With the Grenache’s affinity to heat, the grape was one of the first introduced to Australia in the 18th century and was the most popular planting there until the introduction of the Syrah. Grenache buds early and needs a long growing season, as it also needs a significant amount of heat to ripen and is one of the latest varieties to be harvested. Grenache is now mostly planted in the Rhone Valley of France, followed by Spain, Italy, the United States, and Australia.
While the grape is used to make wine, winemakers tend to struggle with the grape for varietal wines. Grenache wine tends to be low in tannins, acids, and color. The wine also tends to oxidize very easily, turning the color of the wine brown. Poor winemaking techniques to compensate, such as hot pressing or hot fermentation to extract more tannins, can cause the wine to taste harsh or astringent. To avoid oxidation, the winemaker should avoid racking (or transferring) the wine as much as possible. However, the high level of sugar and low tannins tends to lend Grenache to making fortified wines, like “port style” wines from Australia.
However, when done well, Grenache will be a medium bodied from it’s high alcohol content with medium tannins. The wine might have an aroma of grapefruit with flavors of cherry or licorice.
Although Grenache is very popularly planted grape varietal, it’s most often used to make wine blends. As a varietal, it’s a low tannin, low acid, light bodied wine that’s best suited for young consumption. These wines will have flavors and aromas of black cherries, coffee, black currant, and black olives. Look for fairly young bottles when purchasing a single varietal Grenache.
Grenache should be served slightly colder than Syrah, between 55-60F, which would take about 45 to 60 minutes in the refrigerator. If served too warm, the fruit flavor may taste more acidic or tart. Try a tapered, or egg shaped, wine glass for light to medium bodied wines to allow the peppery notes to be focused upwards in the glass and allowing for a long, savory finish.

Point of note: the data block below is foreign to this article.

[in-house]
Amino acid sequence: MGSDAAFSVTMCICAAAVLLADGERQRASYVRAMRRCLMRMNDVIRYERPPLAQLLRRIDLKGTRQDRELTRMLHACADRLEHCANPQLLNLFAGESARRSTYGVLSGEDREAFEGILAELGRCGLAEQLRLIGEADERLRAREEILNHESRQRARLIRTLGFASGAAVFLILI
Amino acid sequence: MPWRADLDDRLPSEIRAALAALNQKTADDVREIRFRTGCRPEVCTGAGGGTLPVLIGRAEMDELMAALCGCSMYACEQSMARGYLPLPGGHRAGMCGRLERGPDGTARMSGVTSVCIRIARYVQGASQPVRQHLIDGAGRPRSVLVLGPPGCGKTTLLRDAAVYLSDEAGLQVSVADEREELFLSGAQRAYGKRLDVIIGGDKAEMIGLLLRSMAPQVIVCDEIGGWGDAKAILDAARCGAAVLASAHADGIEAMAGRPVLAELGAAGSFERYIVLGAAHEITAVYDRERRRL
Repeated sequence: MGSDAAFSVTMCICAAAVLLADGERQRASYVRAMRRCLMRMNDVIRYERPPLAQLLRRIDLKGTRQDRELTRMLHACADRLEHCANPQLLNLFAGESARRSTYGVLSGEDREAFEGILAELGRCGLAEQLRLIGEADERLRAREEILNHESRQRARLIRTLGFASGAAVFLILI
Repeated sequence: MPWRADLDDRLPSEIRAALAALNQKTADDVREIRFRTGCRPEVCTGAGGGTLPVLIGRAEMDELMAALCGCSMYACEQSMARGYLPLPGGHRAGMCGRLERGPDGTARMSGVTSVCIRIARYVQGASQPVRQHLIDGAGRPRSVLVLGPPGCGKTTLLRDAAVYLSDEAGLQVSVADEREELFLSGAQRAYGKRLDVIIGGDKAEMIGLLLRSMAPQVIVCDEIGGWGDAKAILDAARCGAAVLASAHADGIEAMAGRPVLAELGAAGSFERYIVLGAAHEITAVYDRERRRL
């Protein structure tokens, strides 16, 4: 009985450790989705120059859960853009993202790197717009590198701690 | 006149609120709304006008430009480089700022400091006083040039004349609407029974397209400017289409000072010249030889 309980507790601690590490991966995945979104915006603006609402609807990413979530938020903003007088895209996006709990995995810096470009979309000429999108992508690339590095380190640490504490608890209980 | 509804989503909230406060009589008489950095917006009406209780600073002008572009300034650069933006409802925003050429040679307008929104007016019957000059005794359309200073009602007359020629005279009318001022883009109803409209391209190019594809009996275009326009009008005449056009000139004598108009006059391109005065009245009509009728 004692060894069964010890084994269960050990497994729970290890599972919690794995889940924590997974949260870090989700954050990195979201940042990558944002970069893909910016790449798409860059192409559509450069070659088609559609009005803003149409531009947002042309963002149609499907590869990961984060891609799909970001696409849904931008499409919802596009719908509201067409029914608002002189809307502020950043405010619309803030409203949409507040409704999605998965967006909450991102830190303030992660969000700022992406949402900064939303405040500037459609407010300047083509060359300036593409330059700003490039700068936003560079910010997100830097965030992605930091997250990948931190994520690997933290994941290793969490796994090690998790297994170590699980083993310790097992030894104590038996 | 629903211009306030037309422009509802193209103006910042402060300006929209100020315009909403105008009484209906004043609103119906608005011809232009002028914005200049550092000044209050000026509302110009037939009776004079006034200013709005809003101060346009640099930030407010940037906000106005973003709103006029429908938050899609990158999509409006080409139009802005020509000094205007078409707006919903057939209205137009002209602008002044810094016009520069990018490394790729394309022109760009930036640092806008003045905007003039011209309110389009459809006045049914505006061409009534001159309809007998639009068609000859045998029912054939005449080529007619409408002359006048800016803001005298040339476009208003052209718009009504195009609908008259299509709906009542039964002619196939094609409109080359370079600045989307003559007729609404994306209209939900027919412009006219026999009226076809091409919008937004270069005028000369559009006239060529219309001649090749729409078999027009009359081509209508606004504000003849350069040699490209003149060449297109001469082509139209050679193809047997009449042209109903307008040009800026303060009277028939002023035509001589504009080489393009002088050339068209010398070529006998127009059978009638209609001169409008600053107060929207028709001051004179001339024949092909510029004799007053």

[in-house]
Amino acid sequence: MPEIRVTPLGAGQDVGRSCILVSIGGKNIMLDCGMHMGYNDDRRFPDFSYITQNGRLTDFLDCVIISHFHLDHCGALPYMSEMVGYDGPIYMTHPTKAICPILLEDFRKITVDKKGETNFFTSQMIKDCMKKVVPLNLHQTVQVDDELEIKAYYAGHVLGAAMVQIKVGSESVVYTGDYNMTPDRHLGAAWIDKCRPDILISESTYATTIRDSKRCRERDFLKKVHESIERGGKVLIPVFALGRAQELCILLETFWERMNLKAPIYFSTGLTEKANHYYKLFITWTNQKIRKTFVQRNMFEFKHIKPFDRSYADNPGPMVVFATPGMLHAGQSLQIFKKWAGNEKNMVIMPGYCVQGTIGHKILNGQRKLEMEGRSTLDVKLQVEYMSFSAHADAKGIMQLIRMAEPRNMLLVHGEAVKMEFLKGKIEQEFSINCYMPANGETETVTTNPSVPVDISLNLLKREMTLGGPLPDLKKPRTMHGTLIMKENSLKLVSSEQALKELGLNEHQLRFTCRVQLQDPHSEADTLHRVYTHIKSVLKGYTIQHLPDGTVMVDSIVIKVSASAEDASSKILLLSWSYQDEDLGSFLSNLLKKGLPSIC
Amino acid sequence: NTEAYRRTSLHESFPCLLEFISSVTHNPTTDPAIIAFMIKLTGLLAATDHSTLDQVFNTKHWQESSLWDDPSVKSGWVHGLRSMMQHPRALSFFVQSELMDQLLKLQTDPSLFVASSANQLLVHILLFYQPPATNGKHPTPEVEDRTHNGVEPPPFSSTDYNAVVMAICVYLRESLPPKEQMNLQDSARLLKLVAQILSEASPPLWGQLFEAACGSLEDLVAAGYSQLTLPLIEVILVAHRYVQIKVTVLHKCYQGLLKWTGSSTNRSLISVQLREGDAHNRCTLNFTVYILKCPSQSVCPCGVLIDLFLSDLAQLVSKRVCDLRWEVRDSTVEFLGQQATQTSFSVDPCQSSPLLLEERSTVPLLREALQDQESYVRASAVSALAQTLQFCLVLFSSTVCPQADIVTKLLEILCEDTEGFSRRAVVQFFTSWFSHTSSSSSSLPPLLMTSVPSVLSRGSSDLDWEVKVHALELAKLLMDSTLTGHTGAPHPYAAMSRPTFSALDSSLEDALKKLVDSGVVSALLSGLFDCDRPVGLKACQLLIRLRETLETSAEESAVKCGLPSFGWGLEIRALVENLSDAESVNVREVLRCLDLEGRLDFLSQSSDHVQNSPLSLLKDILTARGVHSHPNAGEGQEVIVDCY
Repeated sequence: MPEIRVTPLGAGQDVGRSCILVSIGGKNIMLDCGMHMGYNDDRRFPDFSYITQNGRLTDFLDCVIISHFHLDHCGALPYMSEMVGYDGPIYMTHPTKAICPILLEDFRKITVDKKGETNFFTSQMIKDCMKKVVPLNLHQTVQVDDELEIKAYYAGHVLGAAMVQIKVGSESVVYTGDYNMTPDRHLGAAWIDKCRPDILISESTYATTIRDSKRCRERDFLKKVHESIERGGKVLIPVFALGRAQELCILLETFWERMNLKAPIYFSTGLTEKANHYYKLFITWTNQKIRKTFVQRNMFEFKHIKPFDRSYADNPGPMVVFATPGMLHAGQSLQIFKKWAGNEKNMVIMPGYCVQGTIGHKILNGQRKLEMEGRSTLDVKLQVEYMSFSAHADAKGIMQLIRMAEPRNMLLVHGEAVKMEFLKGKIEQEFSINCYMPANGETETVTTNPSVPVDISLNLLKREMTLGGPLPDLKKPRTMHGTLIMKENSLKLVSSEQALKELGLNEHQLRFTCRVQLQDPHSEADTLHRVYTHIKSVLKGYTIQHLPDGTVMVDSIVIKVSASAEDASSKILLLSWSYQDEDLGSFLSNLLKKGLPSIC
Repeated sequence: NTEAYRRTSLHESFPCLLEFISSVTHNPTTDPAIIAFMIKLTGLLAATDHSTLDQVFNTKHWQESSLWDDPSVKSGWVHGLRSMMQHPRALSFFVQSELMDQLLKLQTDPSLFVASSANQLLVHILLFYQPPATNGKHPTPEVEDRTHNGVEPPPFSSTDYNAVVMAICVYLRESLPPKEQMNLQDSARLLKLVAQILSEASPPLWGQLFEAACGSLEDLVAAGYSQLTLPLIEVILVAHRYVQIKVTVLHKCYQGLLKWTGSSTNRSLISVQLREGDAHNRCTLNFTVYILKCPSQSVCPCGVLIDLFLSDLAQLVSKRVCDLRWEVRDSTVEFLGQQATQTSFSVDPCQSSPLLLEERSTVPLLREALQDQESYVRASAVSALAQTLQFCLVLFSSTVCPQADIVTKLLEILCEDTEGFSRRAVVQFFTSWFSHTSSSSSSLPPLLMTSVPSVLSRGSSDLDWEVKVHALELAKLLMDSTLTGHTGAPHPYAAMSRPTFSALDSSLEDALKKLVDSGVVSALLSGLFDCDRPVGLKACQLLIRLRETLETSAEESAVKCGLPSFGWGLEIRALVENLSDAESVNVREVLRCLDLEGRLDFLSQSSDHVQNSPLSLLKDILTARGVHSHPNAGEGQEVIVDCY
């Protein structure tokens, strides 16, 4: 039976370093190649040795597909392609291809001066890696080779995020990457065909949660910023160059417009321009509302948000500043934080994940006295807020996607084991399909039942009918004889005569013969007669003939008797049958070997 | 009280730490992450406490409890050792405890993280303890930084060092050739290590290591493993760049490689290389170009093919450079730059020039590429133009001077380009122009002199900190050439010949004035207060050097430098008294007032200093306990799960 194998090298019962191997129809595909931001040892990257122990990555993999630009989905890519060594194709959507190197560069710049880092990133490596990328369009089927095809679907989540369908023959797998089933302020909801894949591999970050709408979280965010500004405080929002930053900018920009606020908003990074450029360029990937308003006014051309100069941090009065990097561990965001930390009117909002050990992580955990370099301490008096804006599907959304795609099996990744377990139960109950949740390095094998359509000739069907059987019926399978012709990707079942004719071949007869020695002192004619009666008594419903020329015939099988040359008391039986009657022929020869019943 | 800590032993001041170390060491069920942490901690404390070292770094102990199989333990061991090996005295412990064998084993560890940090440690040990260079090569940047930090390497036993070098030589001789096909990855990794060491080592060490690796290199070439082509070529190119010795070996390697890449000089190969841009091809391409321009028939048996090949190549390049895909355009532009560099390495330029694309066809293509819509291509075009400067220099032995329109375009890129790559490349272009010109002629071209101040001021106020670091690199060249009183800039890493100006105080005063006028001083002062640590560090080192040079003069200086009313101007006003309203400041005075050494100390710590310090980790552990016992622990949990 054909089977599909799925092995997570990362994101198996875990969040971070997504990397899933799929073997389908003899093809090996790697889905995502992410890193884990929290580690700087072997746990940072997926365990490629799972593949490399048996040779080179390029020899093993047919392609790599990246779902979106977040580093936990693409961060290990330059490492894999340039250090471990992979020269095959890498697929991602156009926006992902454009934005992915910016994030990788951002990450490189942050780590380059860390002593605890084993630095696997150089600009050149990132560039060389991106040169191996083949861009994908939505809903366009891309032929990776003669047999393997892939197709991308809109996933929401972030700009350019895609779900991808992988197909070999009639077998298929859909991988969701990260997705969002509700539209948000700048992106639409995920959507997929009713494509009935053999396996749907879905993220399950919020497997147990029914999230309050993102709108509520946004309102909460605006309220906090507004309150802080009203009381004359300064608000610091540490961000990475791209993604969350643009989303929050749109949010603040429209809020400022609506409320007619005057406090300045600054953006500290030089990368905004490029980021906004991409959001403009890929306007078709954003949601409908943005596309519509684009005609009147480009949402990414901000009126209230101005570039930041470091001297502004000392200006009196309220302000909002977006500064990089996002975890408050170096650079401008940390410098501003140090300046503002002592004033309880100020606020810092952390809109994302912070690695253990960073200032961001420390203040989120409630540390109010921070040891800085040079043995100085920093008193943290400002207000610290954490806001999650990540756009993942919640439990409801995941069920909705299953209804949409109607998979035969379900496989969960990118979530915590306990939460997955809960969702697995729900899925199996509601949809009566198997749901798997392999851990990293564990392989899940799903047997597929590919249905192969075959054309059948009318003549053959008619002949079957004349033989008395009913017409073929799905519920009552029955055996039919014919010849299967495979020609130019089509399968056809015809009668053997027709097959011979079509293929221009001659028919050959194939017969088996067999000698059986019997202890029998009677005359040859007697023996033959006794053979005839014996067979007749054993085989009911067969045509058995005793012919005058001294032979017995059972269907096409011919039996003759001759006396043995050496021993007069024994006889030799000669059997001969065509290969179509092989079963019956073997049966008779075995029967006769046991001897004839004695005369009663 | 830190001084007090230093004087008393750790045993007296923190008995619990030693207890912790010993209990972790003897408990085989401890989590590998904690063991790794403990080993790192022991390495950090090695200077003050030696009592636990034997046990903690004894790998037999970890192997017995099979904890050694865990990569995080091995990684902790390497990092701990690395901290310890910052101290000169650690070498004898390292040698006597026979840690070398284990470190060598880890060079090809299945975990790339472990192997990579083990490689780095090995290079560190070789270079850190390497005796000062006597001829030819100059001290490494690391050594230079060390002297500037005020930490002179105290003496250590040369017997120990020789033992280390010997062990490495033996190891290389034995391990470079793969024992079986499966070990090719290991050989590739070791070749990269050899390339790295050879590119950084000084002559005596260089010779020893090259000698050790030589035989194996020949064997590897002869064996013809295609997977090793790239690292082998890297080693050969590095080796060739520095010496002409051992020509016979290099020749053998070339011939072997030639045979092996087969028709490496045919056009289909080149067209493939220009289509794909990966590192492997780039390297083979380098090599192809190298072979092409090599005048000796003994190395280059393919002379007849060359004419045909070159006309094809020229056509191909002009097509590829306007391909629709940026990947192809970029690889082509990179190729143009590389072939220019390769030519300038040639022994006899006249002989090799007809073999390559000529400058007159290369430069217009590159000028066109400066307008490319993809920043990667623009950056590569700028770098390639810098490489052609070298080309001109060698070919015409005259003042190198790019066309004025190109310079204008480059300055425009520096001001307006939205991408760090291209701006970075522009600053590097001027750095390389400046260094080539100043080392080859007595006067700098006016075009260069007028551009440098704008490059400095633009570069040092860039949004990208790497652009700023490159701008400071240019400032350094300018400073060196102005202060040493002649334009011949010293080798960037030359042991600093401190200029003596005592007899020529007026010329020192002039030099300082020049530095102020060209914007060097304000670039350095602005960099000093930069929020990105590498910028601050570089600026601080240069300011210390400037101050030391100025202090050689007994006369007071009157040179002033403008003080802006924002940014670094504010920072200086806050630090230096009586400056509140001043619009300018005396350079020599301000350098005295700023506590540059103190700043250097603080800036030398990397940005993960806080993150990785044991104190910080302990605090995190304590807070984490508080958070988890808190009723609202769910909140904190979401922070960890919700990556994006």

Comparing Syrah to Grenache
Worldwide, Syrah and Grenache have a similar number of plantings, 460,000 acres for Surah and 456,000 acres for Grenache. Since Syrah and Grenache are so different, choosing between the two wines may depend on your own personal preferences for wines, or the pairing options you plan to serve with your wine.
These two wines have very different profiles, but when blended together produce beautiful wines. Both wines are heavily grown and produced in the Rhone Valley. While Syrah is a consistently good wine on its own, Grenache often needs to be blended to produce good wine, with Syrah being one of the most popular choices.
Syrah is a great wine for a backyard barbeque, pairing well with grilled meats, burgers, steaks, and braised beef. When pairing with lighter meats, such as chicken, veal, pork, or lamb, look for thicker or spicier sauces, such as barbequed chicken or brown mushroom sauces.
Grenache goes well with stews, braises, and often spicy dishes like Indian curries, bulgogi, or mole sauces. A lighter alcohol, chilled Grenache can help reduce the burn from hot foods. Game meats such as boar, rabbit, and venison are also good choices. However, the flavor and aroma of Grenache can vary depending on how the winemaker processes the varietal. When Grenache is blended with other wines, it can be paired with hearty options, similar to the Syrah.
While Grenache should be served slightly more chilled than Syrah, you may be able to serve both wines out of similar glasses, while warm climate Syrah may benefit more from a more open mouthed glass.
Try out both varietals to determine which wine you might like better, but don’t forget to try some blends in between to see where in the spectrum might be your ideal wine!